Presidential Election of 1864—An election often ignored, if Abraham Lincoln had not won over General George McClellan, who he had fired from Union Army military leadership, the Civil War, in its late stages, might have ended differently in some form, hard to determine.

Presidential Election of 1876—If the Electoral Commission and Compromise of 1877, giving Rutherford B. Hayes victory over Samuel Tilden, had not occurred, after a disputed election result in Florida, Louisiana, and South Carolina, there might have been civil war erupting all over again.

Presidential Election Of 1896—If William McKinley had not defeated William Jennings Bryan, there might have been no Spanish American War, no Filipino Insurrection, and no gaining of overseas colonies, as Bryan opposed the idea.

Presidential Election Of 1916—If Woodrow Wilson had not squeaked out a victory over Charles Evans Hughes, he had readied plans to hand over the Presidency to Hughes early, with the Secretary of State resigning, Hughes being named Secretary of State, the Vice President resigning, and then Wilson resigning. Wilson left behind a hand written memorandum to this effect, concerned about the transition of power as the dangers of World War I came closer to the possibility of American participation.

Presidential Election Of 1928—If Herbert Hoover had lost to Alfred E. Smith, the likelihood of a very different reaction to the onset of the Great Depression in 1929 might have led Smith to being the equivalent of Hoover’s successor, Franklin D. Roosevelt, and his New Deal.

Presidential Election of 1968—If Hubert Humphrey had defeated Richard Nixon, it is likely that the Vietnam War would have ended earlier, and that there would not have been a Watergate scandal, and instead a continuation of the Great Society begun by Lyndon B. Johnson.

Presidential Election of 1976—If Gerald Ford had defeated Jimmy Carter, it is likely that after 12 years of Republican control and growing economic and foreign policy challenges, that the Democrats would have retaken the White House in 1980, and there would have been no Ronald Reagan Presidency.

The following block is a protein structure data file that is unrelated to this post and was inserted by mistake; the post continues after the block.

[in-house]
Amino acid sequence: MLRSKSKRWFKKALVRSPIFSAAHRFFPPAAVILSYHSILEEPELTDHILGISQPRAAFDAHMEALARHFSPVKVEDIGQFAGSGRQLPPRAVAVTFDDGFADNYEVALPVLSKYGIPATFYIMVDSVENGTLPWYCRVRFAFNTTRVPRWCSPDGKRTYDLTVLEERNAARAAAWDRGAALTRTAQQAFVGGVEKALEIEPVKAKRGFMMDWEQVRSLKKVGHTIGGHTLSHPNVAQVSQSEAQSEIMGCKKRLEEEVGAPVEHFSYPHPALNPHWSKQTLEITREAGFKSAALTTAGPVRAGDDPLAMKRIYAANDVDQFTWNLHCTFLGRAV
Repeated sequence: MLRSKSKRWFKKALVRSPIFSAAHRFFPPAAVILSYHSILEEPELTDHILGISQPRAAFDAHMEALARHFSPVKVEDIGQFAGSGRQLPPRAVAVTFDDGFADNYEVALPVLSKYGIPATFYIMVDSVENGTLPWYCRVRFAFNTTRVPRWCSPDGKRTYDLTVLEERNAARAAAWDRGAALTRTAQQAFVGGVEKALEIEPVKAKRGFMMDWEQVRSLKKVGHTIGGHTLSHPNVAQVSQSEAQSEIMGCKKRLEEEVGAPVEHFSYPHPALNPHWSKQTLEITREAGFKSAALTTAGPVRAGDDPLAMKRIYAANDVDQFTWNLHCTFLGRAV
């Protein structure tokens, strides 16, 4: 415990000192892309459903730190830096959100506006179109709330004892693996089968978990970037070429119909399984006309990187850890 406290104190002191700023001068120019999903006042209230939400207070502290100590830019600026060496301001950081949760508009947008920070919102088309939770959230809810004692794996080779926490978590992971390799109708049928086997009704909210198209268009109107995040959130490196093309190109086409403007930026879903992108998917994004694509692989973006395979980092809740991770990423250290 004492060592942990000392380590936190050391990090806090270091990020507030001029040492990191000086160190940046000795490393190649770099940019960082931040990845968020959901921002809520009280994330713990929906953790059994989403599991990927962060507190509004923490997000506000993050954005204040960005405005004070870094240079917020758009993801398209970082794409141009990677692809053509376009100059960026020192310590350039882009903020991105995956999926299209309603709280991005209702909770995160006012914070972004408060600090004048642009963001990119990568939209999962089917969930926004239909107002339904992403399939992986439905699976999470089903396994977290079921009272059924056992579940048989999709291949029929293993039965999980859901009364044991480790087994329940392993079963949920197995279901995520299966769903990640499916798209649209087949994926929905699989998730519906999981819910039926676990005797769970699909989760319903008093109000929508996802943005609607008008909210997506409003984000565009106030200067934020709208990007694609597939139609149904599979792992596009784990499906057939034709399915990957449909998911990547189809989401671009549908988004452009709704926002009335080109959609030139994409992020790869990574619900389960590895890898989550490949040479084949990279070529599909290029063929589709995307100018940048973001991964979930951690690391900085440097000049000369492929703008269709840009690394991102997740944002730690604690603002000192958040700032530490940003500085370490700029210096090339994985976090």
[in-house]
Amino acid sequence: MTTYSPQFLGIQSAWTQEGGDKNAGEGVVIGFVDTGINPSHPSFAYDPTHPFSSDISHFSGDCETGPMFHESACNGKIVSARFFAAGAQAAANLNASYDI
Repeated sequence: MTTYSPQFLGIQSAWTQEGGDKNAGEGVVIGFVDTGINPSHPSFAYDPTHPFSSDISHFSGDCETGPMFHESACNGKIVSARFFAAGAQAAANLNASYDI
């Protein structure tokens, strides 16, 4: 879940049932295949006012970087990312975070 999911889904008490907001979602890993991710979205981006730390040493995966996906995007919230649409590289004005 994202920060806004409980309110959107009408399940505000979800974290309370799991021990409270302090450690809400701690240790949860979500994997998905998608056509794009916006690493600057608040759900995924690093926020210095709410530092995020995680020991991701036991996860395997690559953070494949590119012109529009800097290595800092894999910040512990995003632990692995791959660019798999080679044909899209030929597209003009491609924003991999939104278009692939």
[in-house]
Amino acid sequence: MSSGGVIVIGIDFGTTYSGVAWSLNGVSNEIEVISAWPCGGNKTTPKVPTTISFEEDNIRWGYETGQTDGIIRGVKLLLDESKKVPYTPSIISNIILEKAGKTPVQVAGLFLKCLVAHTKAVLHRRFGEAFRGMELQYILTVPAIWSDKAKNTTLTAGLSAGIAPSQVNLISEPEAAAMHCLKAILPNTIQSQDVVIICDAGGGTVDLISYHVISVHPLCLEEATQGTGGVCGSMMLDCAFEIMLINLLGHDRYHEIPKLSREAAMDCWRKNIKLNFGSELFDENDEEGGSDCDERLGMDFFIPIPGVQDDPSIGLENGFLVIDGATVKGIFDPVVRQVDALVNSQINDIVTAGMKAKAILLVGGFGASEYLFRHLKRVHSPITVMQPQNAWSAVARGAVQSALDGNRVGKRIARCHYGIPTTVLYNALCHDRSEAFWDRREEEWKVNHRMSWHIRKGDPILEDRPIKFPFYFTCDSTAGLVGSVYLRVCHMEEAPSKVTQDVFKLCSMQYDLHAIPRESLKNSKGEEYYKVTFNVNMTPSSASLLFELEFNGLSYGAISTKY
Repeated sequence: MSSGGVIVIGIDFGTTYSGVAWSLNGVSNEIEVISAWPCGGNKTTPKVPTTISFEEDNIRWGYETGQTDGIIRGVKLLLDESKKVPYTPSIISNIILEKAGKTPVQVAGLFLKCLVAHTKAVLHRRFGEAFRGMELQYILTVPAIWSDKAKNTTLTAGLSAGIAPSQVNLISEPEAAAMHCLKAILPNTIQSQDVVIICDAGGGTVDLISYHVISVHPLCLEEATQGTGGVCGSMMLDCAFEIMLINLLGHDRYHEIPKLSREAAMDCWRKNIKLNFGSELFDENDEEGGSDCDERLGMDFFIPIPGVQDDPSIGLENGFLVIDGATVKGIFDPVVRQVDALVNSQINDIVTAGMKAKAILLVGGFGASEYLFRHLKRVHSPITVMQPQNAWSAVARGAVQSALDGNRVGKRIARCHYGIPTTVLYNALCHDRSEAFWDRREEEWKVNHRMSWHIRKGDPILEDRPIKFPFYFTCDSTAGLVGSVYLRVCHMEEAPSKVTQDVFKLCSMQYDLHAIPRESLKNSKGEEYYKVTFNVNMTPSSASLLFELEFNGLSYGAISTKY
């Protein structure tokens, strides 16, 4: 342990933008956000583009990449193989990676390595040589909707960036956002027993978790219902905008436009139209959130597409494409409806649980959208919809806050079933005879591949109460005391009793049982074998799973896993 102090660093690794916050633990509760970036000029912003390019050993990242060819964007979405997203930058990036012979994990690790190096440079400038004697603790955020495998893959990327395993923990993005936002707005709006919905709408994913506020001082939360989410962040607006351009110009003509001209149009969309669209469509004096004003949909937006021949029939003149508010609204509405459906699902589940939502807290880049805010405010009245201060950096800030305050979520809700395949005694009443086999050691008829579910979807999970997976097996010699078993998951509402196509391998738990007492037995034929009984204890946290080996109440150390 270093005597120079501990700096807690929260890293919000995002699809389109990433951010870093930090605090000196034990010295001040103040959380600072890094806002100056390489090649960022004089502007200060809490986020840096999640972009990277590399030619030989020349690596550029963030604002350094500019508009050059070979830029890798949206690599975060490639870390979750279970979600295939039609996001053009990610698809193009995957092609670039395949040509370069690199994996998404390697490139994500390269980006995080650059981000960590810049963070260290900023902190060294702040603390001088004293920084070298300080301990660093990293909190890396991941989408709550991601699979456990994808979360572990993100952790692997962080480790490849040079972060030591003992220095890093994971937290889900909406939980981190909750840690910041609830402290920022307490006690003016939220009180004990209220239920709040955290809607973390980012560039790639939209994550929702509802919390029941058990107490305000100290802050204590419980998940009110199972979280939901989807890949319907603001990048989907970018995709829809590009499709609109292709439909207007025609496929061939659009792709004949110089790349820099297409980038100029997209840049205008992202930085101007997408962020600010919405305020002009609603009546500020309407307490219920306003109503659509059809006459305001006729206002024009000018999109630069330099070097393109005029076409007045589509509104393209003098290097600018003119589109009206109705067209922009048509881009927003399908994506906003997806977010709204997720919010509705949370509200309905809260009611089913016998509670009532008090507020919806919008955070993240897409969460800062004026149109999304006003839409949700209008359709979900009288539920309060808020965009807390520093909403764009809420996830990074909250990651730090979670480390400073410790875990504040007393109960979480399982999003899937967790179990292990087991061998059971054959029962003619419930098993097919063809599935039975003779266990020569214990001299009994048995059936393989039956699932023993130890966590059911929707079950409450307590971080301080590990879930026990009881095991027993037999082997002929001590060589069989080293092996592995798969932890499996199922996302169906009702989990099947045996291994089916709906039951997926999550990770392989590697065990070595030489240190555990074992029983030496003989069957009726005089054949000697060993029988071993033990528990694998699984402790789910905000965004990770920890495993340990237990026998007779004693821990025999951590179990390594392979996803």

Presidential Election Of 1992–If George H. W. Bush had not had to deal with an economic recession and the third party challenge of Ross Perot, the second highest popular percentage third party effort in US history, it is very likely that Bill Clinton would never have been President.

Presidential Election of 2000—If the popular vote recount in Florida had been continued, and the Supreme Court had not intervened to declare the election over, then Al Gore would have become President instead of George W. Bush, and there might not have been a September 11 terrorist attack, the resulting war in Afghanistan and Iraq, and likely not a tremendous growth in the national debt from $5 trillion to $10 trillion

How much history would have been different if only the results of these elections had been other than what they were!

Political Experience, Public Office, And The Presidency

One would think that to be President of the United States, one should have political and governmental experience, and have been voted into office by American citizens. That is, the Presidency is NOT a place to learn how government works, and experience of some type electorally is essential!

And yet, Herman Cain is running without ANY government credentials, and having never been elected to any office by any part of the American population!

What gall to think that he is qualified because he is a businessman, when government is NOT a business, and business experience is greatly overrated, and does not train one to run a government, on the scale that being in elective office DOES qualify someone to lead the American people!

The question arises as to how many Presidential candidates or Presidents have had no government electoral experience.

There have been two businessmen who ran for President–Wendell Willkie in 1940 as a Republican and Ross Perot in 1992 and 1996 as an Independent candidate for the White House. Both had a much more distinguished business career than Herman Cain could ever even dream of!

We have also had military generals who have run for office without political experience, with three being elected President–Zachary Taylor in 1848, Ulysses Grant in 1868 and 1872, and Dwight D. Eisenhower in 1952 and 1956, with only Eisenhower rated highly by scholars of the Presidency.

Three other generals ran and lost the Presidential race–Winfield Scott in 1852, George McClellan in 1864, and Winfield Scott Hancock in 1880.

Also, there were two cabinet members who never served in elective office, other than the Presidency–William Howard Taft in 1908 after serving as Secretary of War; and Herbert Hoover in 1928, after serving as Secretary of Commerce. But neither is rated very high among the Presidents.

So the best way to look at it is: If you wish to run for President and lead our nation, you MUST have electoral experience, particularly in the modern era when the job requires political experience as crucial, not business experience as head of a corporation whose only aim is PROFIT!